More than 50 British lawmakers from all the major parties voted unanimously for a complete ban on the use of wild animals in British circuses. The highly charged debate Thursday evening defied the Prime Minister’s directive and left the government with little choice, except to move forward with freeing lions and tigers from circuses.
The historic vote went against Prime Minister David Cameron’s government that insists imposing restrictions on the use of animals would go against European laws and prompt legal action.
Currently there are 40 wild animals used in the three circuses that tour Britain.
Jan Creamer, Chief Executive of Animal Defenders International to The Independent, “Politicians have now sent a clear instruction to the Government and they should now proceed with a ban. This debate and vote has exposed the Government and demonstrated just how out of touch they have been with their peers, the public and animal welfare groups.”
Last month ADI released the results of an online poll that showed 72% of the public backed the ban. Last year another survey by the Department of Environment, Food and Rural Affairs found that 94.5% of the public supported a ban.
During the debate retired Col. Bob Stewart, a former army officer and Conservative legislator shared a compassionate story about an abandoned circus bear he found while he commanded United Nations forces in Bosnia.
He said in an interview with Bloomberg Businessweek, “I found a bear in a cage in no man’s land. He had been left there for four weeks without water, he was entirely miserable (and) wouldn’t even be coaxed out of his cage by honey,” Stewart said.
Stewart said soldiers were eventually able to move the bear to Croatia, and that the animal was later moved to the Netherlands.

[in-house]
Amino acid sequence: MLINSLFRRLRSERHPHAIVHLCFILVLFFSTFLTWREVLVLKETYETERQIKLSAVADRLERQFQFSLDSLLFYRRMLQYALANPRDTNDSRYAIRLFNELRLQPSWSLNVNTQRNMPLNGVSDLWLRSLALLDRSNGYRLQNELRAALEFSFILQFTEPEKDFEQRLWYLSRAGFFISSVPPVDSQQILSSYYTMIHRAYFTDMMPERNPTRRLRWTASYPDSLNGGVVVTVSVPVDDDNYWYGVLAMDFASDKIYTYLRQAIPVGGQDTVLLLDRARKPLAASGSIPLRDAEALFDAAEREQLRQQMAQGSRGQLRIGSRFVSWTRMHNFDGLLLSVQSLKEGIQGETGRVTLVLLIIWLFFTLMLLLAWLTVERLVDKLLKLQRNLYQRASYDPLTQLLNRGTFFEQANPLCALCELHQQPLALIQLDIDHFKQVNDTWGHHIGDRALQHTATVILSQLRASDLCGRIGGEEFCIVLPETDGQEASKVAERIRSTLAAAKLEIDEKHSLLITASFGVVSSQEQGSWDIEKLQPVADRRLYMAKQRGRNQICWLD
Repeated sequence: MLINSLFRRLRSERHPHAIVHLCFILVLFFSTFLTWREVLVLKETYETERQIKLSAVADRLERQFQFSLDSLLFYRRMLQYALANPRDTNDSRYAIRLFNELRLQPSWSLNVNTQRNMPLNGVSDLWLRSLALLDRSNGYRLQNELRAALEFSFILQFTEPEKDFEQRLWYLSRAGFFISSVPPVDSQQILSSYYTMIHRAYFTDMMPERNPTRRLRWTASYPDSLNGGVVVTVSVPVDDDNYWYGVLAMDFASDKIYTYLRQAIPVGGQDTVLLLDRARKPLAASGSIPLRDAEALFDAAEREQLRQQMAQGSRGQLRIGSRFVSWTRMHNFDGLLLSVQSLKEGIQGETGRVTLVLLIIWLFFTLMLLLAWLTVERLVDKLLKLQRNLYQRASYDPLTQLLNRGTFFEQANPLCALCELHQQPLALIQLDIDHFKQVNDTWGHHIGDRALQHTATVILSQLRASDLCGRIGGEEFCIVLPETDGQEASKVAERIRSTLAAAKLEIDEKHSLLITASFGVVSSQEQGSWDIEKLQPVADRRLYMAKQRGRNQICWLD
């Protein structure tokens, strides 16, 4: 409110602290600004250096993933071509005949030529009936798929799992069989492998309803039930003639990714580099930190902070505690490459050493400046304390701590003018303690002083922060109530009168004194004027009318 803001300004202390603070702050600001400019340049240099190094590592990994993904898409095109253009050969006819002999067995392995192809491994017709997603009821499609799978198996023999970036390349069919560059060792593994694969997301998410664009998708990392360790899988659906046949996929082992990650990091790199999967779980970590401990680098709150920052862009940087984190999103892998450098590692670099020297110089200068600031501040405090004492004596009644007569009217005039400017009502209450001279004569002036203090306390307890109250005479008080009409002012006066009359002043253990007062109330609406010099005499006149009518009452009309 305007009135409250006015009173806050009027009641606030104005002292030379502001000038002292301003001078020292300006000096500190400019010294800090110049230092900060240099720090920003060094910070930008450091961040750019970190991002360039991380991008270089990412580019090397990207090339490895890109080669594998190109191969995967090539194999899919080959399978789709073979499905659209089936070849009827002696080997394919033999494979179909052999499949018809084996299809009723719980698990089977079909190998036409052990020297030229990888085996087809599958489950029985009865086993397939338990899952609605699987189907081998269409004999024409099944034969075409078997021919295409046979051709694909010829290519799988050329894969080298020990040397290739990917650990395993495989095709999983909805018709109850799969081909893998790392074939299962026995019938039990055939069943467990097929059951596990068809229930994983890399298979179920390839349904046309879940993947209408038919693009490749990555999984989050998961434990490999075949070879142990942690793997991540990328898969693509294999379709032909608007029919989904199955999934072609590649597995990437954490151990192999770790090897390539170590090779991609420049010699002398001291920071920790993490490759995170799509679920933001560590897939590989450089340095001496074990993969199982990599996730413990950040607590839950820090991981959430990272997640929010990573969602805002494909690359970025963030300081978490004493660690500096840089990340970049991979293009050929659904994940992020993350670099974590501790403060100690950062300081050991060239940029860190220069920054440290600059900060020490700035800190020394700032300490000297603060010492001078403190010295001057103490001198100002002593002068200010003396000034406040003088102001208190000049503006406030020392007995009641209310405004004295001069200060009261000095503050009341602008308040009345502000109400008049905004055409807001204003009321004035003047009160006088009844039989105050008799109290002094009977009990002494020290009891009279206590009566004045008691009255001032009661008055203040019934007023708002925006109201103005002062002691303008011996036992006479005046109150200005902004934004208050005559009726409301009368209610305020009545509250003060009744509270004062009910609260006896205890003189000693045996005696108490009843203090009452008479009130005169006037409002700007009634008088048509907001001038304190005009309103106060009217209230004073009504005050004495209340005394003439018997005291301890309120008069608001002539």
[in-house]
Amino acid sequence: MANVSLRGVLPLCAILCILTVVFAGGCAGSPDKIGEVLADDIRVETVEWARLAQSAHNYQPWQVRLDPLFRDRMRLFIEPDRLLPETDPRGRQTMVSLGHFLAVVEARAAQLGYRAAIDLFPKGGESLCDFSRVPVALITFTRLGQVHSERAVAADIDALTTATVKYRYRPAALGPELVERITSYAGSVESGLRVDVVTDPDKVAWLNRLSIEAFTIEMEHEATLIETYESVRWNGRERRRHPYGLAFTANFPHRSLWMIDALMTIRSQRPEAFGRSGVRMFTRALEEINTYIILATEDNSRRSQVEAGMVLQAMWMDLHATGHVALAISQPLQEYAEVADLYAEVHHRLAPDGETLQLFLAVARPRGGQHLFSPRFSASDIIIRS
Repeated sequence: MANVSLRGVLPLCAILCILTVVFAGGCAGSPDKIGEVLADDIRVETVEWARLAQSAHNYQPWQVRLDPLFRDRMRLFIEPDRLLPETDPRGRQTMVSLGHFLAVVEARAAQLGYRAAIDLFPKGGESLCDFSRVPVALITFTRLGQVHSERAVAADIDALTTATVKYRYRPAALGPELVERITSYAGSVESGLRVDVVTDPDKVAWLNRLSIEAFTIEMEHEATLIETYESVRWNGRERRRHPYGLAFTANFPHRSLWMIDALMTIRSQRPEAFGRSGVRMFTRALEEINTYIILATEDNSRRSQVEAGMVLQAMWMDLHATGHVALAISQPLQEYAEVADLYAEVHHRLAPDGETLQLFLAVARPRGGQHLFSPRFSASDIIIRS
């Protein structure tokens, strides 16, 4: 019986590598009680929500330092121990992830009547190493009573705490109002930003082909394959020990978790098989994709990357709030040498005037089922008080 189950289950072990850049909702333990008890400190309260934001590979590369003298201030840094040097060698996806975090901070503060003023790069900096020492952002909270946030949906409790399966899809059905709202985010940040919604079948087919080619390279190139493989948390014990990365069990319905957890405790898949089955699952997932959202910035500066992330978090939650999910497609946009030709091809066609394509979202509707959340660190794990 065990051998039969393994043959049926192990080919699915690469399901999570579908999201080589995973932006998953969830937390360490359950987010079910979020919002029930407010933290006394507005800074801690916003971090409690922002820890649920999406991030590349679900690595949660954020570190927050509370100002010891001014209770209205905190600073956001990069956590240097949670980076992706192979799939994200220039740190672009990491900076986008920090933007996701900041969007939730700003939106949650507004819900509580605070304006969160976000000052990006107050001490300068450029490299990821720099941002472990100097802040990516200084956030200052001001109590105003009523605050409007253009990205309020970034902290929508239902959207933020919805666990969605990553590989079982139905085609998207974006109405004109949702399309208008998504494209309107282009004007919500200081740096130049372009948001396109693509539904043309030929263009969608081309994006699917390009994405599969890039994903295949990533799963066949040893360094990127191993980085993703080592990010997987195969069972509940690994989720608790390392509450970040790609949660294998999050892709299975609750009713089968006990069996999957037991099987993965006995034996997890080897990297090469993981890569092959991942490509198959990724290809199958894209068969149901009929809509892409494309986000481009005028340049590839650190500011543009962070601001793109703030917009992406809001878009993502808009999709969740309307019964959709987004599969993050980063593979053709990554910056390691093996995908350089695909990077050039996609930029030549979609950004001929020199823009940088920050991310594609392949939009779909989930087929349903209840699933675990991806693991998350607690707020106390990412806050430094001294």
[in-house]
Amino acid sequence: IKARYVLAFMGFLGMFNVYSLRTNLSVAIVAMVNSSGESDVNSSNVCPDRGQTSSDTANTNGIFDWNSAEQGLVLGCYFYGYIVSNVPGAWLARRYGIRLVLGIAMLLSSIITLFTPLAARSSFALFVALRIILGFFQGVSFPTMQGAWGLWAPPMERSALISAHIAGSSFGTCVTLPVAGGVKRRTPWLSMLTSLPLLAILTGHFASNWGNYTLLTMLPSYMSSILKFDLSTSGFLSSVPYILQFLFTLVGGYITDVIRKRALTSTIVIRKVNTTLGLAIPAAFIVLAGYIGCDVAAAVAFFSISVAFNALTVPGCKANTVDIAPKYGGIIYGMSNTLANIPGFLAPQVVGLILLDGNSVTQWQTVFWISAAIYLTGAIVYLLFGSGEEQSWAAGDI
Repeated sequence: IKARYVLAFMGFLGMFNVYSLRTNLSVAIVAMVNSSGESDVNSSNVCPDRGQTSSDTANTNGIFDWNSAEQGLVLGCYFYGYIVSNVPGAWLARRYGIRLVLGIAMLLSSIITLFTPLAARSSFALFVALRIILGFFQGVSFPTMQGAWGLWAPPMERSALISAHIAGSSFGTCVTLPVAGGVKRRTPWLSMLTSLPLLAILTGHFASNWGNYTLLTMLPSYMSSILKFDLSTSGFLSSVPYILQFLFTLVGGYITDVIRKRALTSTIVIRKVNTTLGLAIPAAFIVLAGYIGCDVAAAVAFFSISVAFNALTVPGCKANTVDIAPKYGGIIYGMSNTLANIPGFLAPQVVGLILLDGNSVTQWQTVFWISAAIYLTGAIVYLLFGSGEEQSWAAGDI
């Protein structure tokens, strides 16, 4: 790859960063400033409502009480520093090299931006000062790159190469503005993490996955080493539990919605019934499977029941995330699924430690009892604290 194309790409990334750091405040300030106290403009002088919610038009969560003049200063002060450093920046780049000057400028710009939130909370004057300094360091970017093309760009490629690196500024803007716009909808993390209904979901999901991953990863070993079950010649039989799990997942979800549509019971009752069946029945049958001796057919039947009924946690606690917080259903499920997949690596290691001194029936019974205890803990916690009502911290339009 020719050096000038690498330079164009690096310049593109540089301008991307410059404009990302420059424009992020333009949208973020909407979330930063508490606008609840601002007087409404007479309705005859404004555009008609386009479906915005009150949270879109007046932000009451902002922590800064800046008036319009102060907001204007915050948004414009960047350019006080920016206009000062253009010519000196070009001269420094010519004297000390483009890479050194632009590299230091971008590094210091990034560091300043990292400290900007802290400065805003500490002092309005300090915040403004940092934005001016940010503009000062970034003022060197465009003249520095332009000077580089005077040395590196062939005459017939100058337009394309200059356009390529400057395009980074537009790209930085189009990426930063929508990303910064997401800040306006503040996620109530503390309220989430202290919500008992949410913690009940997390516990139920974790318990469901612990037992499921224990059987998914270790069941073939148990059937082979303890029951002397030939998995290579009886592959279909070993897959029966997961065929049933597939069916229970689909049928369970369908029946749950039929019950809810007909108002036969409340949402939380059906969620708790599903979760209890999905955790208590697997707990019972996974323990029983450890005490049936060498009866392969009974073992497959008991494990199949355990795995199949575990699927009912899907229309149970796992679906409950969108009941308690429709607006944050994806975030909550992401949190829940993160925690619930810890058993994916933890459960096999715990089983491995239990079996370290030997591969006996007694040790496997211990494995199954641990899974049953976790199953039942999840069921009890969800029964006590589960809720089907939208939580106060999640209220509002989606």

“He’s now in Amsterdam Zoo and full of life. I fully support the idea of banning animals in cages,” Stewart said.
Thursday’s vote doesn’t force the government to actually implement a ban. The motion was to “direct” the Government to introduce a ban by July 1. The Animal Welfare minister, Jim Paice told the House of Commons that if their debate led to the approval of the motion, the government would respect the decision.
The RSPCA said: “This is a win for democracy as well as animal welfare.” It hoped the Government would quickly and formally announce a ban.
ADI has been actively working toward a circus ban and exposed abuse to Anne, an elephant used in Bobby Roberts’ Super Circus earlier this year. Anne has been moved to a sanctuary.
Editor’s note: A big thank you to everyone who signed the activist petition to end the use of animals in UK circuses. The petition received over 3,000 signatures. Let’s hope other countries follow in the UK’s footsteps and end animal abuse in circuses.
Photo courtesy of Animal Defenders International